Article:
Border security in Eastern Europe: lessons for NATO and its partners
Experts and officials from across the public sector and international institutions gathered to discuss issues related to border security and resolving conflicts in Southern and Eastern Europe at a workshop in Kyiv, Ukraine, from 9 to 10 June 2016.<!IoRangePreExecute>
Over 40 participants from Europe and the United States attended. The event welcomed guests from think-tanks, non-governmental organisations, governments, the military, and border guards. The wide range of participants’ fields and nationalities alike provided for a unique discussion not only from a multinational perspective, but also from a distinctive combination of strategic and military expertise with policy analysis.
As Ukraine served as the host country, the event enjoyed a particularly broad Ukrainian representation that included the Border Guard Service, Ministry of Defence, Ministry of Interior, the Ukrainian parliament, and non-governmental experts.
The two-day gathering started with a policy dinner with keynote speeches given by the Deputy Prime Minister of Ukraine for European and Euro-Atlantic Integration, Ivanna Klympush-Tsintsadze, and Irina Friz of the Ukrainian parliament’s Committee on National Security and Defence. Discussions covered topics such as information and hybrid warfare, border management strategies, as well as Western engagement in Southern and Eastern Europe.
Michael Gaul, Senior Adviser at NATO’s Emerging Security Challenges Division, opened the workshop stating, “NATO is certainly not primarily known as a border security organisation but border security matters for nearly all the asymmetric security challenges which cannot be addressed by purely military means. And at the end of the day, NATO is also affected by political and security developments beyond its borders”.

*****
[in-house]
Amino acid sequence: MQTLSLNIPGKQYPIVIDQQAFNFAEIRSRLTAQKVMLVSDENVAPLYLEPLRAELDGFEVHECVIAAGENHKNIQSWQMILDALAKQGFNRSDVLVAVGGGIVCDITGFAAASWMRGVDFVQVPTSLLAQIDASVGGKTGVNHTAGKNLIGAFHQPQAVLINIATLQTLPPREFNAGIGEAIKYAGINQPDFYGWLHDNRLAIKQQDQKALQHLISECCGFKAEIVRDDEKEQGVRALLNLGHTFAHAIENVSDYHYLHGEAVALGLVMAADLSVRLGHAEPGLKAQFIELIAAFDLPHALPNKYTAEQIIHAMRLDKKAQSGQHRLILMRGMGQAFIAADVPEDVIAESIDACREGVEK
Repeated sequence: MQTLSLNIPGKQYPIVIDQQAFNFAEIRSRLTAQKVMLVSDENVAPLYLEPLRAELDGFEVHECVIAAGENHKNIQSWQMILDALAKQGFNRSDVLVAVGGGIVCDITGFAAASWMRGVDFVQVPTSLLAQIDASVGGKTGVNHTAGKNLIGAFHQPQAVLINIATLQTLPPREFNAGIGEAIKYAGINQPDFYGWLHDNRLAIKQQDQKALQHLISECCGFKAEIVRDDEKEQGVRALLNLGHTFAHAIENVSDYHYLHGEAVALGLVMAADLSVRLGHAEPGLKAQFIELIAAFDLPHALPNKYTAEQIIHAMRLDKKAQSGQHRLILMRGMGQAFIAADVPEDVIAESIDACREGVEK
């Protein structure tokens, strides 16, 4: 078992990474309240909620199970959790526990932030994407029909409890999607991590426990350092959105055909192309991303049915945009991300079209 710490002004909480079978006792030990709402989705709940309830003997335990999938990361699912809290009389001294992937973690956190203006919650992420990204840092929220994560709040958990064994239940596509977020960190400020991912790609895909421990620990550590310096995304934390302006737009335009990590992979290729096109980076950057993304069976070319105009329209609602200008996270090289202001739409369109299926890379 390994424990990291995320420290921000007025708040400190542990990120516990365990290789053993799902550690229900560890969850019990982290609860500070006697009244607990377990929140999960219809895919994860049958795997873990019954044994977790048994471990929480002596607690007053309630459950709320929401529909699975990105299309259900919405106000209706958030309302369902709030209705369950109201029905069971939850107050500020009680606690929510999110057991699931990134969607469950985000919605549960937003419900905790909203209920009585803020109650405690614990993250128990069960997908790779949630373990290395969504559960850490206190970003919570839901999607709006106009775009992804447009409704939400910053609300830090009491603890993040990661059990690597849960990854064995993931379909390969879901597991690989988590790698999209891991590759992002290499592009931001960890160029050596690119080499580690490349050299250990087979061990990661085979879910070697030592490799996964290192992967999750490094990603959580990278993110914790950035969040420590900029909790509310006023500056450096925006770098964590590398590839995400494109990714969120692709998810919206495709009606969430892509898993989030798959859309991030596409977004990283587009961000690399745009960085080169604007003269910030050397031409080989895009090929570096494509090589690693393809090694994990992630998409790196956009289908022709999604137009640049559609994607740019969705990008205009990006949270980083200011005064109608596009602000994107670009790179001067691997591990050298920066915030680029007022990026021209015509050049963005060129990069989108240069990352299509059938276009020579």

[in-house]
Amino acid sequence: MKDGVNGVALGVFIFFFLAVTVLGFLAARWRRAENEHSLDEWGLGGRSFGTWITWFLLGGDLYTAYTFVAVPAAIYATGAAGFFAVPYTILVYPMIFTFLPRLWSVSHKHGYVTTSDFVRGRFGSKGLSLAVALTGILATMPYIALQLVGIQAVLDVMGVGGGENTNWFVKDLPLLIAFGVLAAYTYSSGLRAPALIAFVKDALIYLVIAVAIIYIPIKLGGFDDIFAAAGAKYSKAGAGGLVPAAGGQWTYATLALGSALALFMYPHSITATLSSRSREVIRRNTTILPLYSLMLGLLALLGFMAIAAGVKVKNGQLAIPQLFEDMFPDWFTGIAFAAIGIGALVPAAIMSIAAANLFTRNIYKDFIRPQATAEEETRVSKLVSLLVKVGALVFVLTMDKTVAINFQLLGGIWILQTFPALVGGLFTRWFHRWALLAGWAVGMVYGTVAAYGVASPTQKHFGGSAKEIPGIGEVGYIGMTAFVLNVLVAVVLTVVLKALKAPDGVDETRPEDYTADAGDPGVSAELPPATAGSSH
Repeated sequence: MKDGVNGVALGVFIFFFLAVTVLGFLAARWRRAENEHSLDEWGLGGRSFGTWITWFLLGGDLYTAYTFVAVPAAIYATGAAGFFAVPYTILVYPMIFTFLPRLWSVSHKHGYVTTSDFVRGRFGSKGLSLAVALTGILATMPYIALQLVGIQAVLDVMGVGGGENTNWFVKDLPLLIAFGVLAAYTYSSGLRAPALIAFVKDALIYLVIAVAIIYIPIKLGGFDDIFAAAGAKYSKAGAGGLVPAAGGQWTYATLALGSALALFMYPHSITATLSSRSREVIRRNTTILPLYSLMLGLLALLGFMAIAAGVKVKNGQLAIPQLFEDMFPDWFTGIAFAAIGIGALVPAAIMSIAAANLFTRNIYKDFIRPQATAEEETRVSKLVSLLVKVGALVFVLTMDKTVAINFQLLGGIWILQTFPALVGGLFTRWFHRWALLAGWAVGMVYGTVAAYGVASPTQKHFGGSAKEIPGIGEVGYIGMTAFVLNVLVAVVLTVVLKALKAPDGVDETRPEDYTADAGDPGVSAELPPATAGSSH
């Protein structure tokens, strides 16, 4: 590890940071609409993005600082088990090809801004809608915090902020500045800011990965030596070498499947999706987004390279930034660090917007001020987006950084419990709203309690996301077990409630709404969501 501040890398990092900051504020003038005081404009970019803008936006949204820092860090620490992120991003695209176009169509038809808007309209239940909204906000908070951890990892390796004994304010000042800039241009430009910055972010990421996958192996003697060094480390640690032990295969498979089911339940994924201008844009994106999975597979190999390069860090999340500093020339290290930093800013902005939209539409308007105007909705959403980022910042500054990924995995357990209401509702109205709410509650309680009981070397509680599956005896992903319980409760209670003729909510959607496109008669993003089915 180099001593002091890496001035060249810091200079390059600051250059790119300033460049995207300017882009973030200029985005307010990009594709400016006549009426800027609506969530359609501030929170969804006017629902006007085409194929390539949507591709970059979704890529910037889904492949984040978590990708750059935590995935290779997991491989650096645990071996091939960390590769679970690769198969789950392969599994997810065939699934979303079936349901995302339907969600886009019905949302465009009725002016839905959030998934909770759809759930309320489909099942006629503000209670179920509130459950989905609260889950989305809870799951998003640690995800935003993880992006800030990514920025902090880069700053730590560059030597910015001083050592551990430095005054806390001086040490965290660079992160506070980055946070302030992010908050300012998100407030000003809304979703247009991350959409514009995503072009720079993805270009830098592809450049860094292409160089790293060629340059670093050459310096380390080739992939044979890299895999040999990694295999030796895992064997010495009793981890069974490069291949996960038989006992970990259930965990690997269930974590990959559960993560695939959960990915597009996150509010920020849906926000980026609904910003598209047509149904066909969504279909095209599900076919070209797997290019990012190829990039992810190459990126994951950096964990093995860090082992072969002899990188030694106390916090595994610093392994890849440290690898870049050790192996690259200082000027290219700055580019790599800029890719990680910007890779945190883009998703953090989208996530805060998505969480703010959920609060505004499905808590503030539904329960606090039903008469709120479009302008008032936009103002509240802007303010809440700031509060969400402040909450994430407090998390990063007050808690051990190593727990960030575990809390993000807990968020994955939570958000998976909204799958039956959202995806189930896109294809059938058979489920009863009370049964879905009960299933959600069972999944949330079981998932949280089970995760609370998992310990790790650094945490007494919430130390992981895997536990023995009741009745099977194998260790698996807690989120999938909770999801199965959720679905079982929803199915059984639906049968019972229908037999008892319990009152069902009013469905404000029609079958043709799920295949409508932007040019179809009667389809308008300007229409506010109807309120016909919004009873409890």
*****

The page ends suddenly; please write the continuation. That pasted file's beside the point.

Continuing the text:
In this vein, the discussion focused on current hybrid threats which represent new challenges to today’s security environment. As Dr András Rácz from the Finnish Institute of International Affairs asserted, "Hybrid warfare is not a substitute for conventional warfare. It is a combination of military and non-military means”.
The First Deputy Head of Ukraine’s State Border Guard Service, Lt Gen Vasyl Servatiuk, added that the security of the Eastern European borders today has acquired a qualitatively new meaning. The enhancement of such border security must be based on the principles of absolute trust, cooperation and coordination among the partner countries, who share the same European and transatlantic values.
The event also offered an opportunity to detail the technical aspects of border security and management as it was related to local residents as well as guard enforcement.
Deputy Prime Minister Klympush-Tsintsadze emphasised the difficulties with the term “frozen conflicts”, especially in the context of Moldova, Georgia and Ukraine. Her point was echoed by Jan Pieklo, Executive Director of the Polish-Ukrainian Cooperation Foundation, by saying “The term ‘frozen conflict’ is no longer politically correct and it is important to call things what they really are”.
The discussion further drew comparisons between the three primary “frozen conflicts” across Southeastern Europe and posed the question of whether there is a visible overarching strategy that links them together.
As summarised by Andrew Tesoriere, Head of the European Union Border Assistance Mission to Moldova and Ukraine, “the relationship between border security and border management is that they are complementary. You’ve got to do one to enhance the other”.
The event was organised by the Warsaw office of the German Marshall Fund in partnership with the Institute of World Policy (Ukraine) and the Foreign Policy Association (Moldova) and with the support of the NATO Science for Peace and Security Programme.